Returning to a place you once called home can be strange. You return to find everything so familiar and yet so distinctly foreign all at once, to find changes that have taken place in your absence and make this place no longer ‘yours’. It has evolved and become somewhere new, these small differences every bit as striking as the memories that are evoked as you walk the same streets you once knew, and you come to realise that what has changed the most, is you.
I recently returned to Tver, the city in which I spent 8 months studying Russian three years ago. Even as I sat on the train to Moscow, seeing familiar sights pass beyond the window, I felt nervous with the anticipation of being there again, this time without my friends with whom I had shared my previous experience. My first exploration of the town centre revealed that Tver had changed a lot more than I had expected. Gone was the water pump in the street outside my old halls, from which I needed to collect water since the water in our kitchens was undrinkable (even boiling had never managed to get rid of the unpleasant, copper-tasting foam and grit that saturated our pipes), and gone too were some of my old haunts, a great club where I danced and drank many a night away and an anti-café that, I was told, had gone out of fashion and been replaced with a “vape-bar”, as is the latest hipster fashion in Russian.
But asides from the physical differences, from these places that had moved on and been replaced with something new and fashionable, there was a greater change that was immediately noticeable. The whole town was newer. That’s to say that everything was cleaner, a little bit shinier, a little bit more inviting. The roads looked wider since they had been cleaned and resurfaced, the main street felt more spacious too, a fully pedestrianized zone with Christmas decorations and a small market in quaint wooden huts with fresh food, tea and gifts, as opposed to the row of tables that had stood there before. A hotel now stood on this main street, opposite my beloved fast-food joint, Chicken House (regrettably there was no time to actually eat there, but it remains close to my heart). A hotel? Who is visiting Tver these days?! More signs of tourism lay along the river, a huge sculptural “TVER” sign now stands in front of the beautiful old river station, and placards giving information about the sights and history of the town were dotted along the banks. It seemed that this town, which had been rather dull, its old buildings a testament to a faded grandeur that had been lost but not quite replaced, had been revived.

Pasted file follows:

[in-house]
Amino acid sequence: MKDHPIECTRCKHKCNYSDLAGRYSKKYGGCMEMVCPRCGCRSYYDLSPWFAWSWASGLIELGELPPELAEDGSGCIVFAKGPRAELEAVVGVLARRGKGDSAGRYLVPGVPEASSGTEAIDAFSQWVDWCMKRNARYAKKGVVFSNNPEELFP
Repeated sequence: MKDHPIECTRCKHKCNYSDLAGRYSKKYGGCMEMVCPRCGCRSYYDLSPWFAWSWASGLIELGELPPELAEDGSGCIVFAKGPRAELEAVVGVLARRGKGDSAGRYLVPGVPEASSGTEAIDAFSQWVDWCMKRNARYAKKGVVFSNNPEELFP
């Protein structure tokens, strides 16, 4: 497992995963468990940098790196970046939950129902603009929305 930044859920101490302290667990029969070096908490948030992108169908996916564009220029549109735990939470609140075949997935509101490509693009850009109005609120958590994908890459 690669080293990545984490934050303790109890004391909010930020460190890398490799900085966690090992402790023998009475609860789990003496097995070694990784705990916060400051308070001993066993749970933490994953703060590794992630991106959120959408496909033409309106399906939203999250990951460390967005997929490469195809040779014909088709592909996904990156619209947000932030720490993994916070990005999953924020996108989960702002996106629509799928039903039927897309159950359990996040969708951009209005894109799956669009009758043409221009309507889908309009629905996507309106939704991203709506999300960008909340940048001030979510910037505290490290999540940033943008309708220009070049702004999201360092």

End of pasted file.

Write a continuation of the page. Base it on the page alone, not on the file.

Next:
I literally only spent 24 hours back in Tver, but in that time I felt like I had returned to a place I could still call home. I have had many homes, moving from Scotland to Russia to France, and each of these places has invaluably impacted my life, my worldview and my sense of self. Being in Tver, I remembered how it had felt to be 19 and move to Russia on my own, how it had felt to step into the unknown and navigate a new culture, with new friends and a language that I still have not quite got to grips with. When I returned home after my stay in Tver and people would ask me how my year had gone, I found it difficult to reply. How to say that, whilst life wasn’t always pleasant, whilst people weren’t always pleasant, whilst I had suffered from the ennui that invariably came from being used to having everything and anything at any given time in the UK, whilst I was more than ready to come home by the end, and whilst my struggles with Russian had left me feeling deflated, that despite all this, it had truly been the best time of my life. I had never left more free.
The return to a place you once called home can engender feelings of melancholic nostalgia, knowing that you can never experience those times again, but most of all it reminds you why you called that place home.